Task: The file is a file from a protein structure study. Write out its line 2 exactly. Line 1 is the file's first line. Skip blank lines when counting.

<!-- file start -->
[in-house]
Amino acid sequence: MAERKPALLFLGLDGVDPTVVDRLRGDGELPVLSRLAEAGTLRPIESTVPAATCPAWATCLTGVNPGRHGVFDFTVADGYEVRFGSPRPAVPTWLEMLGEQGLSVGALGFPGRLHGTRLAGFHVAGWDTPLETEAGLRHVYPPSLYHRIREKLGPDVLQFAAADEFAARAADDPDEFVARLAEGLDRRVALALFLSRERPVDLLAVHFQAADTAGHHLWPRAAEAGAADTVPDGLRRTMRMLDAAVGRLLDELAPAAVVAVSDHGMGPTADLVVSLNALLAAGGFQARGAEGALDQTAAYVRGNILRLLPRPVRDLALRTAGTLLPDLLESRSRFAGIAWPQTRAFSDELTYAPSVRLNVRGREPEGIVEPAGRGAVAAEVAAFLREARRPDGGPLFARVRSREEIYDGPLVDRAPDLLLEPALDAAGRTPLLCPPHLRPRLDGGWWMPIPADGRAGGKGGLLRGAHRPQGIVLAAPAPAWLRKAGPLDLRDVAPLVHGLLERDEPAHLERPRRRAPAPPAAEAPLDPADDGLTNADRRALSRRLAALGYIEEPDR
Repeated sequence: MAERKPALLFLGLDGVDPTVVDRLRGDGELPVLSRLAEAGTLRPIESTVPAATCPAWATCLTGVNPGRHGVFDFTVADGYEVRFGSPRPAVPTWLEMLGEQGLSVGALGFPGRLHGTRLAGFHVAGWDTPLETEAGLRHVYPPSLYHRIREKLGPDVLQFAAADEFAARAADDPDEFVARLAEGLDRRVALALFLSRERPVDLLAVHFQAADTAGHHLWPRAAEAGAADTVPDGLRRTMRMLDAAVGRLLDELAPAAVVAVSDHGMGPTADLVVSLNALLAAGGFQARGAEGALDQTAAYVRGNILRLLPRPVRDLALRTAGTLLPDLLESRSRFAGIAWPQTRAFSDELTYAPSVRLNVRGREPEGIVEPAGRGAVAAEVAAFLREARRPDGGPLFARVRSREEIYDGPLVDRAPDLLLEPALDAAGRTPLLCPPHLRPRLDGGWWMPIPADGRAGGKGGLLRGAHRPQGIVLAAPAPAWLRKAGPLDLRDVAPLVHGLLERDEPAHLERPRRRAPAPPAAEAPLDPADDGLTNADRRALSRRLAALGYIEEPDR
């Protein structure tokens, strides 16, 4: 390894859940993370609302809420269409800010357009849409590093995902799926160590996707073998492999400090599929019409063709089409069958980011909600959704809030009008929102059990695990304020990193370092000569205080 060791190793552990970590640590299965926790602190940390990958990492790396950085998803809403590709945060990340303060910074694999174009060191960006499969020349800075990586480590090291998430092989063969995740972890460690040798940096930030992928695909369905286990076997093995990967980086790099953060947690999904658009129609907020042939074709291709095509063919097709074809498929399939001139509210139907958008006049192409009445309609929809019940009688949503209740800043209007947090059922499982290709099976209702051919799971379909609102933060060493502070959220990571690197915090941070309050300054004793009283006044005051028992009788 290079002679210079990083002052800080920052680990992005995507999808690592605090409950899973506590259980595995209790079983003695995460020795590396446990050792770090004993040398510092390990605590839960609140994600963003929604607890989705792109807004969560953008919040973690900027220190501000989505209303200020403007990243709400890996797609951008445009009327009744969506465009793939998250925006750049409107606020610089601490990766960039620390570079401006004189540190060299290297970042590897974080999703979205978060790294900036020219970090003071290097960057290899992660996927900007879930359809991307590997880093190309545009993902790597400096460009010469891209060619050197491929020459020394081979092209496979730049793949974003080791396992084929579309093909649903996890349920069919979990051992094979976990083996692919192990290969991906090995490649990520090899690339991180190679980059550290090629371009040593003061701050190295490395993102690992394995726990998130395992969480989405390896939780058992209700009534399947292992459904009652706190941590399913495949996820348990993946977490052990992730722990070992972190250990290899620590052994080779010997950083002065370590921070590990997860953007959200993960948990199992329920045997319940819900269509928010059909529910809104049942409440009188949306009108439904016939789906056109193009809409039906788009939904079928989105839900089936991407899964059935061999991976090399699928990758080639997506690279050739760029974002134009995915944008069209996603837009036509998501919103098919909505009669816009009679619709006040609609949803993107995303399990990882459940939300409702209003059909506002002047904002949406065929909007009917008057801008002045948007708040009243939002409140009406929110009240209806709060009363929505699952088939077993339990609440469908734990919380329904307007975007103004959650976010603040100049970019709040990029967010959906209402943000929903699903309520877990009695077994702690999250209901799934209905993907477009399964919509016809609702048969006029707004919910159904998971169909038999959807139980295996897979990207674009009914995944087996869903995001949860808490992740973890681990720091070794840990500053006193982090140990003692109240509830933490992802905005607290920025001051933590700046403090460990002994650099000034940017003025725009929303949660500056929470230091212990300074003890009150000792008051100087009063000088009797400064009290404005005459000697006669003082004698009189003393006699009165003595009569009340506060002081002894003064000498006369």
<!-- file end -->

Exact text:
Amino acid sequence: MAERKPALLFLGLDGVDPTVVDRLRGDGELPVLSRLAEAGTLRPIESTVPAATCPAWATCLTGVNPGRHGVFDFTVADGYEVRFGSPRPAVPTWLEMLGEQGLSVGALGFPGRLHGTRLAGFHVAGWDTPLETEAGLRHVYPPSLYHRIREKLGPDVLQFAAADEFAARAADDPDEFVARLAEGLDRRVALALFLSRERPVDLLAVHFQAADTAGHHLWPRAAEAGAADTVPDGLRRTMRMLDAAVGRLLDELAPAAVVAVSDHGMGPTADLVVSLNALLAAGGFQARGAEGALDQTAAYVRGNILRLLPRPVRDLALRTAGTLLPDLLESRSRFAGIAWPQTRAFSDELTYAPSVRLNVRGREPEGIVEPAGRGAVAAEVAAFLREARRPDGGPLFARVRSREEIYDGPLVDRAPDLLLEPALDAAGRTPLLCPPHLRPRLDGGWWMPIPADGRAGGKGGLLRGAHRPQGIVLAAPAPAWLRKAGPLDLRDVAPLVHGLLERDEPAHLERPRRRAPAPPAAEAPLDPADDGLTNADRRALSRRLAALGYIEEPDR